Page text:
The Doctor, The Widow and the WardrobeBookmark and Share

Sunday, 25 December 2011 - Written by Matt Hills
Written by Matt Hills

Doctor Who - The Doctor, The Widow and the Wardrobe
Written by Steven Moffat
Directed by Farren Blackburn
Broadcast on BBC One - 25 December 2011
This review contains plot spoilers and is based on the UK preview of the episode.

Steven Moffat's second Christmas Special returns to his first love as a Doctor Who writer: the theme of motherhood. Rather than that eerie question “are you my mummy?” instead we get young Cyril Arwell's stubborn assertion that “mummy always comes” to the rescue. And in a spot of gender amending, the Doctor further sums up events in two words: “Mother Christmas!”. But before we get to the maternal love-in – with the “basecode of nature” used as justification for assorted meanings of plucky, fierce mother's love – this episode has plenty of (forested) ground to cover. For one thing, its title is misleading three times over: the wardrobe isn't actually a wardrobe, the widow isn't ultimately a widow, and the Doctor isn't quite himself either – he's the caretaker, hiding from his own legend, and keeping away from old friends.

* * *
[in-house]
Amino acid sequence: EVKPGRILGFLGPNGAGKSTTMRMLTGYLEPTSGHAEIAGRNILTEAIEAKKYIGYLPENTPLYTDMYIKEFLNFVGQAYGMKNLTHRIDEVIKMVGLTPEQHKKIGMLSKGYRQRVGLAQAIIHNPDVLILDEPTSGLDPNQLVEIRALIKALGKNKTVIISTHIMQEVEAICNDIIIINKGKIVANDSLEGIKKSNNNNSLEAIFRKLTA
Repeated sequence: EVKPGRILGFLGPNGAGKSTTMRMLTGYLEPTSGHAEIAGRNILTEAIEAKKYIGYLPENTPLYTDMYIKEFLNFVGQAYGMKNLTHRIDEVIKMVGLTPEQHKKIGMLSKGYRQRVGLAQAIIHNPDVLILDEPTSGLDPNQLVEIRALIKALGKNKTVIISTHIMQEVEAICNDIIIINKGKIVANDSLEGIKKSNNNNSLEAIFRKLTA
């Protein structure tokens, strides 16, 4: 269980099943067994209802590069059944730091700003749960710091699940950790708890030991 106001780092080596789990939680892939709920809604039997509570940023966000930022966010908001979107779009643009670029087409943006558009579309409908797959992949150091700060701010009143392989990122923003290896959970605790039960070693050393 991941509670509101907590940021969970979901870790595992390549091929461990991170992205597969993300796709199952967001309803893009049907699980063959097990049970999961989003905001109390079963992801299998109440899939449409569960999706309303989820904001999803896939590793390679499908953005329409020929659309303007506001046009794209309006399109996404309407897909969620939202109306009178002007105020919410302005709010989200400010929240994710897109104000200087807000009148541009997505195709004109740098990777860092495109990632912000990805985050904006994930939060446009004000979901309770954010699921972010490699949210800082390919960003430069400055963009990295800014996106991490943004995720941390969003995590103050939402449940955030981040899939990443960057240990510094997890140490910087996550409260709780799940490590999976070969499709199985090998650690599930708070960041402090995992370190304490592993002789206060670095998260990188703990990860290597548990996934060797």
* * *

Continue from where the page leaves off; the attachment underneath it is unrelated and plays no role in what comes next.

This big festive episode also seems rather like the Who equivalent of a Christmas tree groaning under the weight of years' worth of different decorations – lots of shiny things are there on display, some of which you don't like, and some of which don't match. But if you look carefully, you'll always find something to delight. An impact suit that repairs its occupant; naturally-occurring Christmas trees; dancing chairs; a wintry forest wrapped in a TARDIS-blue gift box; wooden monsters who aren't really monsters. Androzani Major. Bill Bailey in a spaced-out hazard suit. Come on, admit it, that golden crown of fandom is starting to tingle and glow with life force. This is traditional rather than transitional Christmas Who fare, despite the fact that Piers Wenger hands over here to new queen bee exec-producer Caroline Skinner.